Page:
Fountaine Pajot Sanya 57
A benefit to tagging along on sea trials with Cruising World’s Boat of the Year judges—apart from the wealth of knowledge you gain—is that you don’t actually have to do all the sailing. And so it was that on a gray day last fall following the U.S. Sailboat Show in Annapolis, Maryland, after I’d done my trick at the wheel and finished jotting down notes, I found myself comfortably stretched out atop the lounge deck of the new Fountaine Pajot Sanya 57. For the record, the view was spectacular and the ride could only have been more enjoyable had the sun come out and warmed things up by 20 degrees or so.
The Sanya was built to take a crowd sailing, and measured by that design brief, Olivier Racoupeau of Berret Racoupeau Yacht Design hit the target square on. With accommodations for five couples (and three crew if desired), the French-built cat has room to spare; in fact, more living space than the Eleuthera 60, which it replaces in F.P.’s Flagship Class of cruising catamarans. And on the sailing side of the equation, a powerful, flat-topped, full-batten equipment room buried in the nacelle. Once inside, the skipper has clear access to the various switches and 12- and 24-volt circuits that power the Sanya’s systems. But without removing the screwed-down nav station seat, BOTY judge Ed Sherman found he turned into a contortionist of sorts as he wormed his way in, a feat that would have been all the more difficult in any kind of seaway.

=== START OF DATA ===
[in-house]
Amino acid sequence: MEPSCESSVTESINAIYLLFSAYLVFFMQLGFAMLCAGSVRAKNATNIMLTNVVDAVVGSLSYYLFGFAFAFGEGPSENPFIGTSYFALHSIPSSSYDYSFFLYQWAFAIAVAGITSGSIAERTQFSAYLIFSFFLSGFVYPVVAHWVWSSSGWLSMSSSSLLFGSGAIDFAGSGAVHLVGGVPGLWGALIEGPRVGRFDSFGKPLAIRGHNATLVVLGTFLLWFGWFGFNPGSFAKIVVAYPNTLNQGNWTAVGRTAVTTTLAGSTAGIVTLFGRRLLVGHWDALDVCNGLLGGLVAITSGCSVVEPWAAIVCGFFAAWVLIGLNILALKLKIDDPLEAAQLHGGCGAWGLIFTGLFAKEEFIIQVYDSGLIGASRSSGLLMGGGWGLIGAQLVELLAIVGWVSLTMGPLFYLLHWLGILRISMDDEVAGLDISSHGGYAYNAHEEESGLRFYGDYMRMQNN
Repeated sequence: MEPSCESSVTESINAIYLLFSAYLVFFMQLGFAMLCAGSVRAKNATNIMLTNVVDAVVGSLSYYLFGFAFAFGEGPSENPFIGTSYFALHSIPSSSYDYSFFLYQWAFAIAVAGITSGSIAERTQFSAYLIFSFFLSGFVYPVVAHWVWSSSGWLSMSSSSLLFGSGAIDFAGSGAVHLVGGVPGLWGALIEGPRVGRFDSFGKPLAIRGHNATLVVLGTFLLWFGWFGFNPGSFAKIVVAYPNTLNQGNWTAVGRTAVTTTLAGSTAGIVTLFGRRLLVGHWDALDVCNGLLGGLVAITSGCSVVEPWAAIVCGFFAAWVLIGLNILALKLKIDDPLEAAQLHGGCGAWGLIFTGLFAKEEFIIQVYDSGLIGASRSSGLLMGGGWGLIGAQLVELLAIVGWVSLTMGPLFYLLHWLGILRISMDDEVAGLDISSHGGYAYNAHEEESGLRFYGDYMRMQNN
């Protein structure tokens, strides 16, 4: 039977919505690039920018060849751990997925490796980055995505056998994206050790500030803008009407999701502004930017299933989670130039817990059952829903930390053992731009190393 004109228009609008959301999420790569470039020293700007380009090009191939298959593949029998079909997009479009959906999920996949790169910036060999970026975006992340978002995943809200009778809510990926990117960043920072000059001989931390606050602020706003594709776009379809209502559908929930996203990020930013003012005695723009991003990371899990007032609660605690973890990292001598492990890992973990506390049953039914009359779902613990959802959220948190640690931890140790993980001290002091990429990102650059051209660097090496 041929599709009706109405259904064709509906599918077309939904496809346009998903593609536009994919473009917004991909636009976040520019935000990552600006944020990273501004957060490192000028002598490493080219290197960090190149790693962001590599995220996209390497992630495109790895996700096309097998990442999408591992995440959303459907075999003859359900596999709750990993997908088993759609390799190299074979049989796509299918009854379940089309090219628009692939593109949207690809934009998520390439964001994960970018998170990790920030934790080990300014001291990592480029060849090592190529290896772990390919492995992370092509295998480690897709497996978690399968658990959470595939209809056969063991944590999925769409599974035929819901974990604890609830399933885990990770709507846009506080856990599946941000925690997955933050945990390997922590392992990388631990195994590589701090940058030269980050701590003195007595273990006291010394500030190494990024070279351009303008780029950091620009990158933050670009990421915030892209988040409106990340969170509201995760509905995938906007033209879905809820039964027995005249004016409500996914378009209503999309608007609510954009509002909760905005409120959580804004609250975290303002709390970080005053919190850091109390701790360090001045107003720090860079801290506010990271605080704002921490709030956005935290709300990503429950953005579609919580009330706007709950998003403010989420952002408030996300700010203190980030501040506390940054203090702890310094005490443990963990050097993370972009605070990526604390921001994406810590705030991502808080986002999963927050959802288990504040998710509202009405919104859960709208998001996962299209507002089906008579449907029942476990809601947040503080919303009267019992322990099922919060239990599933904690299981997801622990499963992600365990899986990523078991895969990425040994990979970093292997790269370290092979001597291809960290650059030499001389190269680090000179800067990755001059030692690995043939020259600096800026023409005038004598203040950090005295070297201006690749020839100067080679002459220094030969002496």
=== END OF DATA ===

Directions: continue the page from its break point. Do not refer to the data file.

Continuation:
The Sanya’s interior has an elegant feel, thanks to a rich mix of light and dark colors and large ports that provide an expansive view. The island counter is ideal for entertaining and cooking.
An L-shaped settee and low-slung coffee table take up the saloon’s port side. Opposite, an island counter sets off a galley (dishwasher, stove, oven, microwave and full-size double-door fridge) that you’d expect to find on a $1.2 million catamaran.
There are a couple of options for living accommodations. The boat we sailed was the Quintet version, with five double cabins with private heads and showers: three in the port hull, and fore and aft in the starboard hull. A single-berth (captain’s) cabin was amidships to starboard. Fore and aft companionways in each hull provide cabin access without having to troop through anyone else’s space. Two additional crew berths are located in the bows.
In the Maestro version, the owner gains an enormous cabin and separate head and shower, aft in the port hull, with a guest cabin forward.
Fountaine Pajot has been building boats since 1976, and its construction techniques have evolved with the technology available. The Sanya’s hulls and deck are resin infused and balsa cored; the cockpit bimini is injection molded, producing a finished surface top and bottom.
Plenty of power is provided by a square-topped main and overlapping genoa. The Sanya comes in two different layouts, including the six-cabin version (above) that would work well in charter service
Twin 110-horsepower Volvo engines powered the boat we sailed (75-horsepower engines come standard). With 300 gallons of fuel, the Sanya should have the auxiliary wherewithal to be a long-legged cruiser. But why motor when you can sail? And considering the four 170-watt solar panels incorporated into the bimini,the builder notes you may not need to run those engines to top off the batteries, either.
Whether the intent is to enter this catamaran into charter service or simply allow owners to lavishly entertain family and friends, the Sanya sets sail in a grand way.
This article first appeared in the August 2013 issue of Cruising World.